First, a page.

Modern Day City of Bath

Modern Day City of Bath

The modern-day city of Bath is an area with thermal springs that date back to early centuries. The Iron Age Dubonni ruled the area, and it was previously known as Aquae Sulis. After the Roman conquest of Britannia, they began to build Roman bathhouses in the area from 76 A.D. The baths of Aquae Sulis became one of the biggest public baths outside of Rome.

The History 

The Dubonni tribe used the thermal springs in the modern-day area of Bath to worship the Goddess Sulis. They named the springs Aquae Sulis in her honour and viewed them as an area for healing and spirituality. The Celts believed that the springs of Aquae Sulis had natural healing and rejuvenating properties, and that this resulted from Goddess Sulis blessing them.

When the Roman Empire conquered Britannia, they sought out the hot springs in Aquae Sulis because the Roman history of bathing in public baths meant they aimed to create a similar structure in the area. Given the religious beliefs surrounding the baths, they felt it would be the perfect location to introduce the Celts to the Roman culture. When they considered the Celt’s warrior reputation, it was important that they integrated the two civilizations’ beliefs without causing a war. So how did they manage this?

The Romans decided to merge the Goddess Sulis with their own Goddess Minerva. Minerva was the Goddess of wisdom, trade, and the arts. Syncretizing the two meant the Goddess Sulis Minerva was born. The Goddess Sulis was one of the few females to be merged within Roman culture and doing so meant they kept some Celtic beliefs alive.

Over the years, as the people in the area began worshipping Goddess Sulis Minerva at the springs, the Romans built a bathhouse around them. They took on a similar structure to the Roman baths in Ancient Rome. They contained many rooms, and the process of moving from one room to another remained much the same. The Goddess Sulis Minerva became the Goddess of the baths.

The Benefits

Much like previous civilizations, the springs of Aquae Sulis brought a variety of benefits to the area and bathers.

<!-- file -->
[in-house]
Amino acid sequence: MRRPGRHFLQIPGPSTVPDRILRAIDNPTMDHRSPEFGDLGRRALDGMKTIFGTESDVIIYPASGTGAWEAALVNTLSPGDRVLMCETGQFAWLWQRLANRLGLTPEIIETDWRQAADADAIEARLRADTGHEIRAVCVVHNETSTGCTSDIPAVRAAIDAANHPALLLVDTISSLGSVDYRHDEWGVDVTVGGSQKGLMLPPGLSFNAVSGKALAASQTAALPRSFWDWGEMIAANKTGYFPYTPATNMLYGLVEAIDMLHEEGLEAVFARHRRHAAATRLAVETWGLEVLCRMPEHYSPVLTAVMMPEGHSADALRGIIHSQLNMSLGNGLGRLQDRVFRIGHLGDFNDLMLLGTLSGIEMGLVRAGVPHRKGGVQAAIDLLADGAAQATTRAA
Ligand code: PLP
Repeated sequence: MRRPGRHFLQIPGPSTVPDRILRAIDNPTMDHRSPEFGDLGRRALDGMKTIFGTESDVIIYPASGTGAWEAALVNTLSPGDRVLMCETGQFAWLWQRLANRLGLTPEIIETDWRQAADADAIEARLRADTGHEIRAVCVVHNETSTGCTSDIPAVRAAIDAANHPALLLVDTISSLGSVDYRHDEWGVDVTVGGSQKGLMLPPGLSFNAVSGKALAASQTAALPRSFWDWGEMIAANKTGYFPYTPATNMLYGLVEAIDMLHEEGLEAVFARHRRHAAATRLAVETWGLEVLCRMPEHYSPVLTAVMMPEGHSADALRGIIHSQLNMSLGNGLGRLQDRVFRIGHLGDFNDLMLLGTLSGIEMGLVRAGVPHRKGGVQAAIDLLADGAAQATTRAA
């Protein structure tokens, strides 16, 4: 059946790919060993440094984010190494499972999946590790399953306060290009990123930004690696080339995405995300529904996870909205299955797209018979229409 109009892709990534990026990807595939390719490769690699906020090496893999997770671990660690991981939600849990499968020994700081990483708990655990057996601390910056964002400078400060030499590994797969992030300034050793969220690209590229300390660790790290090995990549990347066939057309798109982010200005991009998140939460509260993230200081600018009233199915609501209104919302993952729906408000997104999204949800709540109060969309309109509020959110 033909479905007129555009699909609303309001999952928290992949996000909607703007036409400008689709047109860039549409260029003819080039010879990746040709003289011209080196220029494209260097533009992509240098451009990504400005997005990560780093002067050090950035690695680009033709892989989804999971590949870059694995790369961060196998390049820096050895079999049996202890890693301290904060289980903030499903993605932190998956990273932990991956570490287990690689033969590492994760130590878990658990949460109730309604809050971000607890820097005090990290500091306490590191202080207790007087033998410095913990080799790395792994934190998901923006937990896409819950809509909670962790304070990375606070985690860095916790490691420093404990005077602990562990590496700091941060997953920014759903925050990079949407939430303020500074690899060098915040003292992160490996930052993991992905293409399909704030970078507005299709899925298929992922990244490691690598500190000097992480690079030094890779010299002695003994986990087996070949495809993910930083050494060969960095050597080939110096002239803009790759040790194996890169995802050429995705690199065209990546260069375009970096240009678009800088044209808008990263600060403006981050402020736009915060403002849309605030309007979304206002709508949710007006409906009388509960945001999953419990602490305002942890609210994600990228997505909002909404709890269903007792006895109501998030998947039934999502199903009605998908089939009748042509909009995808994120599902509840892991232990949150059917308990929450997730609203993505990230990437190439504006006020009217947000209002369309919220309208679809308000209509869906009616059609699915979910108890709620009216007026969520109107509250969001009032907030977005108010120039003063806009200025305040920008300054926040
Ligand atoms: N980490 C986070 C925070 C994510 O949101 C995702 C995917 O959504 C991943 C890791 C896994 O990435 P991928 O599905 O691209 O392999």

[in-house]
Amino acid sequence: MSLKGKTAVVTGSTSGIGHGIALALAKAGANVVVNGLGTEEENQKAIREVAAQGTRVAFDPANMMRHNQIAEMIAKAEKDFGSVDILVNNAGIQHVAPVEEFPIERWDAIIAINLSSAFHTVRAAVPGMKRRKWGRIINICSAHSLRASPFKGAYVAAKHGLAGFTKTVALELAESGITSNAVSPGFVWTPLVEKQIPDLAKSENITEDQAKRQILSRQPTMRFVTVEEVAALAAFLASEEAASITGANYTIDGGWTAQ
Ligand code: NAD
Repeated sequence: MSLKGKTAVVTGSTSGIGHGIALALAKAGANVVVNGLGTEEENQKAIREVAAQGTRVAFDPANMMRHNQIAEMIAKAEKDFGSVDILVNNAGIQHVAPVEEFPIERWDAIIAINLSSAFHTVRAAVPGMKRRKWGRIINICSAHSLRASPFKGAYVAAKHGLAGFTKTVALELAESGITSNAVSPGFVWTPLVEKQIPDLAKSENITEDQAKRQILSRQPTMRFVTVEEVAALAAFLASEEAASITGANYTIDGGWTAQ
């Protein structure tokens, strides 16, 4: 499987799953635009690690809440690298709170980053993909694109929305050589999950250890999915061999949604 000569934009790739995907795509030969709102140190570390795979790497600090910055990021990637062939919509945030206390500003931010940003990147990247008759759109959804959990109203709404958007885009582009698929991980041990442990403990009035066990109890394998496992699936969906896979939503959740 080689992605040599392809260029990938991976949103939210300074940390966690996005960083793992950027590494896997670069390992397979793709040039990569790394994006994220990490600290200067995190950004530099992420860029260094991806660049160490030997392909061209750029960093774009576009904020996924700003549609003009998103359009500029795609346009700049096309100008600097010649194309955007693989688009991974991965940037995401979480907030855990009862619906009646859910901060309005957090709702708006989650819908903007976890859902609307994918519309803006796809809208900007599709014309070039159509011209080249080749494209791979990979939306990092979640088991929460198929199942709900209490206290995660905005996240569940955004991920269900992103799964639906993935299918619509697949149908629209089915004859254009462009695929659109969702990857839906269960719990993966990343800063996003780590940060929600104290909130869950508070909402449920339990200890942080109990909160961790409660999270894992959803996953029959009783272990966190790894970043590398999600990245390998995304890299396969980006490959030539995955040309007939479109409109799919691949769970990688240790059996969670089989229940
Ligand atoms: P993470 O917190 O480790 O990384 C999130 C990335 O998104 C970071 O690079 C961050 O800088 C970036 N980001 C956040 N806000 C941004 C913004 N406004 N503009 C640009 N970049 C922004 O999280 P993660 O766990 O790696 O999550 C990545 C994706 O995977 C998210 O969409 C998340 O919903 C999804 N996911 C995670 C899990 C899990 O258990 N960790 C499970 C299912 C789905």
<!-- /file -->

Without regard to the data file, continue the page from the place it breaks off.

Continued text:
• Ancient Romans benefited from the thermal spas. It allowed a much simpler integration of the two societies. The presence of the springs, and the beliefs surrounding them, ensured there was little to no destruction in the area. It meant the two cultures could unify their beliefs, with the Roman’s allowing the Goddess of Sulis to live on in the area.  
  • Aquae Sulis’s local people believed the waters were the connection between this world and the world of their Goddess. When they bathed or prayed in the water, they found that they were closer to Goddess Sulis. They often left gifts of jewellery and coins for her.
  • For many people, it was a place of recovery and relaxation. They would use the cold, warm, and hot baths to destress after long days, or to recover from using the gym that was in the bathhouse.
  • Much like in Rome, the bathhouse at Aquae Sulis became the key for socialising.


The construction of the Aquae Sulis bathhouse was one of the first large scale public bathing facilities outside of Ancient Rome. By unifying the area’s culture and beliefs with the Romans it meant that more people were using water as a therapeutic method. This resulted in a greater spread of bathhouses in Europe. When we look at Baden Baden in Germany, it contains one of the last bathhouses built before the Catholic Church influenced beliefs about water and its effects.

The remains of Aquae Sulis can still be seen in modern-day Bath, England. They are a popular tourist attraction and showcase the intricacies of a Roman bathhouse.


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